Log Book I Day 6 I How to squat a river


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When in the middle of the city the field breaks out

The gardens in Queluz are impressive by the contrast they create with the surrounding buildings. It seems that the countryside is invading the city, finally the triumph of nature.

 

From the promenade that is over the huge plain that accompanies the Jamor, near the train station of Queluz-Belas, there are always many people working the land. On that day, we set up a conversation at the distance with two gentlemen, who, down below, watered with a huge hose what appeared to be baby cabbages. We wanted to know how to get off. They shouted at us that we would have to go to the end of Miguel Bombarda Avenue and enter through an opening between two buildings.

We found such opening and walked along a path, along the left bank of Jamor; we saw how the river there is so clean, with little ducks and some underwater plants; we could also see closely the dozens of vegetable gardens on either side of the river, being treated by a number of no lesser squatters.

 

 

Back to the plains near the station, now at the bottom, we find Mr. Joseph, with his 40-50 years. With his forehead dripping with sweat, he was digging the ground to plant new cabbages for Christmas. Mr. José is from the north of the country and has been working the land for about a year. “But Mr. Candeias (and points to the gentleman of the giant hose whom we had called shortly before) has been here for more than 30 years.” Explain that the land is not theirs, that they belong to another owner. There is a person who manages the occupation and people pay anything to use that land. We also realize that the occupation is not totally peaceful, on the contrary, it is very competitive; to be able to be there is not only to wait for some space to wander (which rarely happens), but you have to be right in the middle, meet the right people and know what else. He told us that community gardens are being set up not far away, on Mount Abraham, but that he does not want to leave, from near the river. Without water there is no possible agriculture, and there is not lacking of it: in addition to the Jamor, there is a well and still a mine of water – that arrives there running under the buildings of Miguel Bombarda, and that joins the Jamor further down, already in the zone of the palace of Queluz. For him, agriculture has become a true addiction, and in it he makes a sincere smile.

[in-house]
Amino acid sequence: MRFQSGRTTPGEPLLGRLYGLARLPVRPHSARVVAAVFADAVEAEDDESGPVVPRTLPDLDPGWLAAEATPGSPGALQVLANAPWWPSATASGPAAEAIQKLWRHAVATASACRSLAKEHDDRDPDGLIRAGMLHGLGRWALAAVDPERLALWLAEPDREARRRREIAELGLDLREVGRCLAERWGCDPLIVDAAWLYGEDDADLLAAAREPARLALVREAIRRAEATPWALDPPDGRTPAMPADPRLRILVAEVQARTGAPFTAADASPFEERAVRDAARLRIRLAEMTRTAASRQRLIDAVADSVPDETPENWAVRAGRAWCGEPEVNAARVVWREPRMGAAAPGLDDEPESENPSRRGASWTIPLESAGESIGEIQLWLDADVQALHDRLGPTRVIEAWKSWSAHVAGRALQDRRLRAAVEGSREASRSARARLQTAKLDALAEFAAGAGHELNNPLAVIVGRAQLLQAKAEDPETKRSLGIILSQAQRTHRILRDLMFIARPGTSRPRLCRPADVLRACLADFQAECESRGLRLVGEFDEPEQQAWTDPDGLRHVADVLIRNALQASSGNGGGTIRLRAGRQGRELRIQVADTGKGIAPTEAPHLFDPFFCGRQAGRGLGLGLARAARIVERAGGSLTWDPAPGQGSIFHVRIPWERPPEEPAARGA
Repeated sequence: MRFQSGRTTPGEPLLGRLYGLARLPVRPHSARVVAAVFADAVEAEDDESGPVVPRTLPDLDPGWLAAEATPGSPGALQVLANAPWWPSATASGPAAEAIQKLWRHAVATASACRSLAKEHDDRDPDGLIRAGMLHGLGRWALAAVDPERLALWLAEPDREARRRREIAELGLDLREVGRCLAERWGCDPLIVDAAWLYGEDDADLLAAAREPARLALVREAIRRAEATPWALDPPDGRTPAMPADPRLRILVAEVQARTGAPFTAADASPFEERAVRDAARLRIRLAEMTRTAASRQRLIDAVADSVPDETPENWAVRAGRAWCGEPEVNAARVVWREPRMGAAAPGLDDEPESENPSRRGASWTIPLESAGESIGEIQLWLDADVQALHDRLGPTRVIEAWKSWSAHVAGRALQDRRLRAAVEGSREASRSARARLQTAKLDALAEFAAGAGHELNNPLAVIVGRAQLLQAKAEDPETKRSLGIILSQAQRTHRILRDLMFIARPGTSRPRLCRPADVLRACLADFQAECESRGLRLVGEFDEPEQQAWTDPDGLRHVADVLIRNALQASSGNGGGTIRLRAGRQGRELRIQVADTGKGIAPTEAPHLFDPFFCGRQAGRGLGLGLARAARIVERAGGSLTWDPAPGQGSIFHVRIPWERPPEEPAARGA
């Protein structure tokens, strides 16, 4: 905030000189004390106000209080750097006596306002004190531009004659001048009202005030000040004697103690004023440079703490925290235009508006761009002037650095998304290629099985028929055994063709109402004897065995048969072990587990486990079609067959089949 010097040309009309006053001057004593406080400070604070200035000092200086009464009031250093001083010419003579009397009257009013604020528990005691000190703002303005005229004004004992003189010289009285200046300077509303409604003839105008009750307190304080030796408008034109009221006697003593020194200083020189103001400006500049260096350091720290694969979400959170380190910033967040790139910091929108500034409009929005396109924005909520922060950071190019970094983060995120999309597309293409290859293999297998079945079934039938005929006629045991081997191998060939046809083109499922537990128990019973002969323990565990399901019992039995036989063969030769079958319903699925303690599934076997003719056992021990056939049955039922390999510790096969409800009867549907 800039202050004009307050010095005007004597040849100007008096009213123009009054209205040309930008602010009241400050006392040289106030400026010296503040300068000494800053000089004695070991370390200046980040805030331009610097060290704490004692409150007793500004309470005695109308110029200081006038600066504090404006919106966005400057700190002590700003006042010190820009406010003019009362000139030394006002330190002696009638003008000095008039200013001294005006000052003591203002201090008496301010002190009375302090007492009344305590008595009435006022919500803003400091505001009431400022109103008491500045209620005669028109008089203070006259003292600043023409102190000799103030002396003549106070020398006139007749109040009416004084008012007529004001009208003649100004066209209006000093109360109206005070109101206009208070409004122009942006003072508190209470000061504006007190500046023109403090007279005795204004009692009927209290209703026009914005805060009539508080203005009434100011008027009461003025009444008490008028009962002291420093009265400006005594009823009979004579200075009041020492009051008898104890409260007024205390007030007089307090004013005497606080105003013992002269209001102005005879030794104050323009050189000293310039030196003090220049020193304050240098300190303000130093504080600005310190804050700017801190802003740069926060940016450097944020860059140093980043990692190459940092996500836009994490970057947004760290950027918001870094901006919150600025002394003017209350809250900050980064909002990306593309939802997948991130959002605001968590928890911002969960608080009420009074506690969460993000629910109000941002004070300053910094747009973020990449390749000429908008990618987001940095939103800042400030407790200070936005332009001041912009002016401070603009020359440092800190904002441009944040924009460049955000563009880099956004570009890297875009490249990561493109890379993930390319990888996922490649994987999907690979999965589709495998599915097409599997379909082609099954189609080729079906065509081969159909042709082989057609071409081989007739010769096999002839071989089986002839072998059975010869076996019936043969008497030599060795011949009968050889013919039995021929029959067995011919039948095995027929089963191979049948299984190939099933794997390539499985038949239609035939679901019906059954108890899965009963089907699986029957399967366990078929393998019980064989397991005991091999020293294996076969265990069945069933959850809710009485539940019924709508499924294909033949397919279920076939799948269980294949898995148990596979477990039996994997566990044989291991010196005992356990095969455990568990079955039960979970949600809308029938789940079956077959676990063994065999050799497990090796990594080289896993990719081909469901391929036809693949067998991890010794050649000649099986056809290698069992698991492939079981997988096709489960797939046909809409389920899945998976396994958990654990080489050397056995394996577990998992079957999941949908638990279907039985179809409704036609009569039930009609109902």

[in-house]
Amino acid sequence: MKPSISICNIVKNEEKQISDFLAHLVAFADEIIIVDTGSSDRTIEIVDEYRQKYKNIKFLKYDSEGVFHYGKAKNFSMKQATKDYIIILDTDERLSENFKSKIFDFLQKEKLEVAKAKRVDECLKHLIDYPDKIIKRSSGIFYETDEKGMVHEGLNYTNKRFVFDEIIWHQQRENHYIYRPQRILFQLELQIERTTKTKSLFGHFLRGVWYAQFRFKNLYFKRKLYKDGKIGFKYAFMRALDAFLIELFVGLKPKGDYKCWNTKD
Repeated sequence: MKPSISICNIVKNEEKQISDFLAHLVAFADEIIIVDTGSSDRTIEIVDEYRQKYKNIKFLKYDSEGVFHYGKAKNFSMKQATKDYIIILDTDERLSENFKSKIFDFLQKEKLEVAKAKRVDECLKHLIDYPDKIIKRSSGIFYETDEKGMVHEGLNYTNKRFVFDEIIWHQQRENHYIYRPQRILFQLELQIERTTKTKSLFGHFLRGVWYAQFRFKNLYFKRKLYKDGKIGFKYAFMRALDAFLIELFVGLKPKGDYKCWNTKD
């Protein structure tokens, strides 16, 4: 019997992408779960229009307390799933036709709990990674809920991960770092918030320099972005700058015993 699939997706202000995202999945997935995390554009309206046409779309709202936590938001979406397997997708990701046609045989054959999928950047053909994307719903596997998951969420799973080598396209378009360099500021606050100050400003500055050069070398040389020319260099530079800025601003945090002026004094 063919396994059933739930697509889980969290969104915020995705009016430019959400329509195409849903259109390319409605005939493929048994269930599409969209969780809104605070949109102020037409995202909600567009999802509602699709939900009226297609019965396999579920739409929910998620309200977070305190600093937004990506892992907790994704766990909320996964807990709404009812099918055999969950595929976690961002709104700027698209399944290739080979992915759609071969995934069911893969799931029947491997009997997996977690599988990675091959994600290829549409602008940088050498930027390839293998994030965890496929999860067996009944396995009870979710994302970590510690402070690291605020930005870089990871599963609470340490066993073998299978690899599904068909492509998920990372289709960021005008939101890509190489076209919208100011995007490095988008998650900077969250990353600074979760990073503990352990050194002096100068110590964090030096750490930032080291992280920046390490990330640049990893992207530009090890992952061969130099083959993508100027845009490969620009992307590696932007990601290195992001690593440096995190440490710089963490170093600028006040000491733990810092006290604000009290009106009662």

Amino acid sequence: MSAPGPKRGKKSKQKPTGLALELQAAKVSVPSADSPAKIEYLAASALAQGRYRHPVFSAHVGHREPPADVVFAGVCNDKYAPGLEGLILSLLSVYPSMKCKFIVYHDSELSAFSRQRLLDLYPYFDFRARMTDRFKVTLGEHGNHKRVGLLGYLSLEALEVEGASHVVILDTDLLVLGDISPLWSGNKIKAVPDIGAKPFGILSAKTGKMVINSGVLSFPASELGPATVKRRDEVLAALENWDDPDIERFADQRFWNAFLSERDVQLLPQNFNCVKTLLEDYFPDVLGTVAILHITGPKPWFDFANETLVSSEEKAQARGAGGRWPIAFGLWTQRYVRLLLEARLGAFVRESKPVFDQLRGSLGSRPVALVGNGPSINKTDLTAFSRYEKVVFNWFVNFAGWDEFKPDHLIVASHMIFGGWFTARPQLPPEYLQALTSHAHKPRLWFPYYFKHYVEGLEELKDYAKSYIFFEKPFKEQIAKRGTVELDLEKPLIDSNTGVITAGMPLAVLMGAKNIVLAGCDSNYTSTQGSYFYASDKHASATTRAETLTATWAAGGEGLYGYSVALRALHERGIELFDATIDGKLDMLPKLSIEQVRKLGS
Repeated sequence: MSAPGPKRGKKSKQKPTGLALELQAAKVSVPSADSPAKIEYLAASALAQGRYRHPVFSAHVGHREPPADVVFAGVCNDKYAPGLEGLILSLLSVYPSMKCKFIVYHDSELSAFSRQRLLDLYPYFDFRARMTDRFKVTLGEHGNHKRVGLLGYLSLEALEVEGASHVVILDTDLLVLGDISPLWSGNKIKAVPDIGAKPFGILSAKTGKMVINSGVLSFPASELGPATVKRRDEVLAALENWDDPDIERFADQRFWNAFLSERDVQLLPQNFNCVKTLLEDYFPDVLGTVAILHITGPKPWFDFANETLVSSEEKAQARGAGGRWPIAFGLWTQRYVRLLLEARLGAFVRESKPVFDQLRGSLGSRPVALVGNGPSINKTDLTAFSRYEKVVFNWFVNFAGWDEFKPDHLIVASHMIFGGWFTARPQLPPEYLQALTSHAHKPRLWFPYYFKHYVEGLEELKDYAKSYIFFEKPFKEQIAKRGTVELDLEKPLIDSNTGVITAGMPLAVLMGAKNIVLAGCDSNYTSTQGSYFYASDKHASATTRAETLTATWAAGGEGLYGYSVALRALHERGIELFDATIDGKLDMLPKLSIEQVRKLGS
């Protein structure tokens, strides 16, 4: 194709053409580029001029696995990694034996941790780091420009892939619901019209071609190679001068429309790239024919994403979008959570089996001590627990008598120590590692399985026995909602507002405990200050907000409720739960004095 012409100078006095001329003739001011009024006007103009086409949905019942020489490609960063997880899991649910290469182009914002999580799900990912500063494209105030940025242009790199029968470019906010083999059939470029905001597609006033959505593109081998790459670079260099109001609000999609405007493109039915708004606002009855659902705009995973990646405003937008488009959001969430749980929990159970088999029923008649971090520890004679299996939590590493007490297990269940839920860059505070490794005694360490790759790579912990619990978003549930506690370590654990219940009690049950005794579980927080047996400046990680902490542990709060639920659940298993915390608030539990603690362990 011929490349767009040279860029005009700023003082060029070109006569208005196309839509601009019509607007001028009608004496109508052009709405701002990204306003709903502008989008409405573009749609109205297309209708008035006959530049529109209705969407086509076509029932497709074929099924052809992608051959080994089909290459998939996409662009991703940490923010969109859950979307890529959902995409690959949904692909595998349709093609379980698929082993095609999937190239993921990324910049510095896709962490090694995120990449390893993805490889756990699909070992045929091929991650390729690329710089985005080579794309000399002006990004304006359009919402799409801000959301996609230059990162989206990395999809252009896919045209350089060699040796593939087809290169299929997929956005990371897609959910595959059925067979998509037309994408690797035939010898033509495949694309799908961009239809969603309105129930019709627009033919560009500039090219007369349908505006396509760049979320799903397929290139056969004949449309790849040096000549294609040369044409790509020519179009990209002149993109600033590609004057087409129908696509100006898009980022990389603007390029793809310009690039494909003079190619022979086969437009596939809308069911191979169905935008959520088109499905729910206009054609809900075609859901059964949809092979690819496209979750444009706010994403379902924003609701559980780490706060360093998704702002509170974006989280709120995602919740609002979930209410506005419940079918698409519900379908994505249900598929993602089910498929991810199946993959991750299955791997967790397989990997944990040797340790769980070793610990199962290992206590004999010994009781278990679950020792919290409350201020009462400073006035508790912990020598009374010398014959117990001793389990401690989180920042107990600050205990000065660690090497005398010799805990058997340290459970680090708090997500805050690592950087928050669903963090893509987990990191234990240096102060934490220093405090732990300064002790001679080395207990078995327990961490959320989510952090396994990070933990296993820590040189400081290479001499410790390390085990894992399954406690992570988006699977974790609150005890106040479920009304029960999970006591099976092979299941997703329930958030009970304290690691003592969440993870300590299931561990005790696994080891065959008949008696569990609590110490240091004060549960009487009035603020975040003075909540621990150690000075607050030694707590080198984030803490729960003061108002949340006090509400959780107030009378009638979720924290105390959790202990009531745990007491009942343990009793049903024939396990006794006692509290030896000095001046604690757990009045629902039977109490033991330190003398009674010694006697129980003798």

Luís Pereira is a reformed mathematics teacher squatter. Luísa Gomes is a squatting housewife. Both share a small portion of squatting land on the right bank of the river Jamor in Queluz. They’ve been here for three years. It was her who “inherited” the land, from an old man, her neighbor of building and squatter, but who could no longer deal with the land. Not beinga a very large land, it was still too much work for her. And so he challenged Luis, to whom she usually cleans the house, to help with the horticultural activities. She already knew agriculture, since she worked in the field from an early age to help her parents. He had never taken a rake, but now he even knows that putting together certain types of crops helps to combat pests and plant growth. They practice organic farming, they do not use medicine. They prefer so, they keep what they are going to eat free of chemicals, but also the river. His main motivation for being there is to leave home, from the middle of the buildings, “breathe the air that is very much like the countryside” – being close to the land, seeing things grow, having the satisfaction of harvesting them. Relationships with squatter neighbors are also likely to be a good motivation: in addition to sharing tools and knowledge, they still make a direct exchange of what they produce, in a true community spirit.

 

 

This day ended up watching the last portion of the river Jamor in Queluz: the one that passes through the Parque Urbano Felício Loureiro (Felício Loureiro Urban Park). There are no squatter gardens here, but the river continues to serve the community, allowing it to use its banks to play, run, read a book or rest. Food for the spirit, that is.

 

 

 

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